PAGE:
NASA: 24 percent of Earth's sandy beaches are eroding in protected marine areas
Worldwide, the study found that 24 per cent of Earth’s sandy beaches are eroding, a coastline distance of almost 50,000 miles, NASA said in a statement.
The world's sandy shorelines are declining in protected marine areas which could threaten plant and animal species and cultural heritage sites, a global survey of beaches with satellite data from NASA and the US Geological Survey shows.
This allowed them to quickly and automatically examine 30 years of data and determine how many of Earth's beaches are sandy instead of rocky or icy, and how those sandy beaches are changing with time.
"It only took about two months’ calculation time to generate this data set of annual shorelines between 1984 and 2016 for the entire world," said Arjen Luijendijk, a coastal development expert at Deltares, an independent research institute in the Netherlands.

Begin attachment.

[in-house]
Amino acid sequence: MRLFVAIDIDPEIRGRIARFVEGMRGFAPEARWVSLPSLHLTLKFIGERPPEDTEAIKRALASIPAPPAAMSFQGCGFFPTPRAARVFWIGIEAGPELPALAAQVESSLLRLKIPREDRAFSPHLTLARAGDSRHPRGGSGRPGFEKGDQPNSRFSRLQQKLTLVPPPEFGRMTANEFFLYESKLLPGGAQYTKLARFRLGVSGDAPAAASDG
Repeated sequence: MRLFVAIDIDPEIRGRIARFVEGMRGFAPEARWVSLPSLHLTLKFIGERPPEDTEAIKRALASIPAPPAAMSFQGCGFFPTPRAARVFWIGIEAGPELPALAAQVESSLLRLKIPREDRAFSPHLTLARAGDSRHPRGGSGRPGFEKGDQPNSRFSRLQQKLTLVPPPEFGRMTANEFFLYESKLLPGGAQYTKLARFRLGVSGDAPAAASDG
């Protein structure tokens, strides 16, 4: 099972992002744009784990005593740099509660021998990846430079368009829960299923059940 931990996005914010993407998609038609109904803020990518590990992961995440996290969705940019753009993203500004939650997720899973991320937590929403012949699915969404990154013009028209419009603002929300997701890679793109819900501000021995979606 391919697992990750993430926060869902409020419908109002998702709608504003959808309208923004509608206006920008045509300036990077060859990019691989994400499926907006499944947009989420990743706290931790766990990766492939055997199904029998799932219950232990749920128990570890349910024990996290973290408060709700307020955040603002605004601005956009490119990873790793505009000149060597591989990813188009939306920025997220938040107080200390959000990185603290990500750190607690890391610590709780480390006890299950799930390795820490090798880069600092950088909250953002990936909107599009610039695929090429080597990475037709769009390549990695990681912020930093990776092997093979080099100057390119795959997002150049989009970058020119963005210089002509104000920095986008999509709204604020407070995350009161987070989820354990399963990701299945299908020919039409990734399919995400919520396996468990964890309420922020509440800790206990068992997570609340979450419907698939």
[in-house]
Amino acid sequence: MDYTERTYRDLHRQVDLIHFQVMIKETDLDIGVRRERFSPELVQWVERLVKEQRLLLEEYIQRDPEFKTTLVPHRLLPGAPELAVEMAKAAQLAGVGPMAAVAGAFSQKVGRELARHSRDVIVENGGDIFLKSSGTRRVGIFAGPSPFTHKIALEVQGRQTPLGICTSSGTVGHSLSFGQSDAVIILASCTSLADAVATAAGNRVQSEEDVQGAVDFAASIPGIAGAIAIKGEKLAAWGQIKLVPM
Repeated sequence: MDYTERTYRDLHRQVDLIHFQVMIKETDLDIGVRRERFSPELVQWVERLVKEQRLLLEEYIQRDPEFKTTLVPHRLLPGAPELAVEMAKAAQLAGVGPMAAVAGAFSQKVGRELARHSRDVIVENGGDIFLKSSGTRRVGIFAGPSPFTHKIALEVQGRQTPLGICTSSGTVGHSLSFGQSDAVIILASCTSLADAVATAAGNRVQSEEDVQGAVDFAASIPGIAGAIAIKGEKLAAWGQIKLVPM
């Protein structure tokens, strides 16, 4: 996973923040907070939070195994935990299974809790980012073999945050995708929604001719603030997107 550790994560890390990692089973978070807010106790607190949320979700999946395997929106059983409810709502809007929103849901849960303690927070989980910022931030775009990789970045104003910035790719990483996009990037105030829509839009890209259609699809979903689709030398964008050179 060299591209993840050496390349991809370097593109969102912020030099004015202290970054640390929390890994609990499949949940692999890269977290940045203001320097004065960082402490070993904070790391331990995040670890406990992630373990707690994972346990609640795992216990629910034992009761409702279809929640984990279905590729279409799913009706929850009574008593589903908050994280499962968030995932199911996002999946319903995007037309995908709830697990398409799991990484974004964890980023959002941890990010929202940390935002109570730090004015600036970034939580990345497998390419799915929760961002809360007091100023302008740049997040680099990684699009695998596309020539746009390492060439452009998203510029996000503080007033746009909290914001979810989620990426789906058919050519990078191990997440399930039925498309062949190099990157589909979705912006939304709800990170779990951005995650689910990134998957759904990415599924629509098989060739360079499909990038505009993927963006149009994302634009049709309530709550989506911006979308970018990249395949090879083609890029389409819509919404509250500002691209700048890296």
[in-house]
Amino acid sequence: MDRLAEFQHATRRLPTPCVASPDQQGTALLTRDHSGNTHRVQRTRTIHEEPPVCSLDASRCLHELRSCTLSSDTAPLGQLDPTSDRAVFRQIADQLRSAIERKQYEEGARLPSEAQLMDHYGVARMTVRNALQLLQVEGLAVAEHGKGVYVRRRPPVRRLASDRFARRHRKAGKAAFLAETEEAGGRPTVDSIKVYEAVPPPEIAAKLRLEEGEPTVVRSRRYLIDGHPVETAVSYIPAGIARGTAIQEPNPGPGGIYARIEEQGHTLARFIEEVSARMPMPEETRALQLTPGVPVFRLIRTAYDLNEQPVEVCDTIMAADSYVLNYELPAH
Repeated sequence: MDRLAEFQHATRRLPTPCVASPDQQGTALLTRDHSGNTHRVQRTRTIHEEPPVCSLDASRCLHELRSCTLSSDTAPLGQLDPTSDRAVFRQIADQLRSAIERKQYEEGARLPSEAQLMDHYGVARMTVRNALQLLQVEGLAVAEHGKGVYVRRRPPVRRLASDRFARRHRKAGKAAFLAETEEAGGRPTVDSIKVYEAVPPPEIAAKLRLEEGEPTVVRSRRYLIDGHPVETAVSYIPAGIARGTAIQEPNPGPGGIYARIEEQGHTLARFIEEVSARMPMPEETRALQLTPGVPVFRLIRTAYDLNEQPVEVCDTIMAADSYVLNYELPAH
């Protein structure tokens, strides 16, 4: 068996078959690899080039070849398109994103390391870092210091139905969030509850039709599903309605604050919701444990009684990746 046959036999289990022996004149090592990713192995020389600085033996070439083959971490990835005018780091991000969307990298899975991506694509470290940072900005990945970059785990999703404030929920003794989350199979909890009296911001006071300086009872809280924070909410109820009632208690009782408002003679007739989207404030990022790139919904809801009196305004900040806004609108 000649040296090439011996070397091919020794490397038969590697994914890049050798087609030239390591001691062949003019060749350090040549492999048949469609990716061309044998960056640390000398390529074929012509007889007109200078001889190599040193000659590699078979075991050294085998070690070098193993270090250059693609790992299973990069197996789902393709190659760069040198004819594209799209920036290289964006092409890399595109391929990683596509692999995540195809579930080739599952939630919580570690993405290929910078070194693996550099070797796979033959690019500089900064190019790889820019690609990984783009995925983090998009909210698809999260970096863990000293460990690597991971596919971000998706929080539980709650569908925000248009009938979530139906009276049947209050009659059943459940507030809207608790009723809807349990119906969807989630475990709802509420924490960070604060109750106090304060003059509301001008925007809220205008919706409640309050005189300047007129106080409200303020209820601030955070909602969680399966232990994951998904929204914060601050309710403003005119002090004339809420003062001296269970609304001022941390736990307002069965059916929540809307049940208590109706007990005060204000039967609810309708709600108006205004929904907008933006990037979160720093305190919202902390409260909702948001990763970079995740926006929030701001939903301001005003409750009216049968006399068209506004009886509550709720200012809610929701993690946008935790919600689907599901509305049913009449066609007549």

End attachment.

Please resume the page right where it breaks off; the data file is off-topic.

"The alternative of taking aerial images, placing the images in world coordinates, and sometimes manually detecting shorelines, takes weeks or months to capture a coast longer than 50 miles," Luijendijk said.
The researchers were able to break down these results by continent to find that beaches in Australia and Africa are experiencing more erosion than growth.
"At this point we think the continental differences in beach erosion and accretion are largely influenced by human interventions along the coast," Luijendijk said.
"Our next steps will focus on distinguishing the human impact from the natural dynamics and trends," he said.
Protected marine areas include sanctuaries and reserves, national parks, wildlife refuges and national monuments, and may be designated for their biological, ecological or cultural value.
(This story has not been edited by Devdiscourse staff and is auto-generated from a syndicated feed.)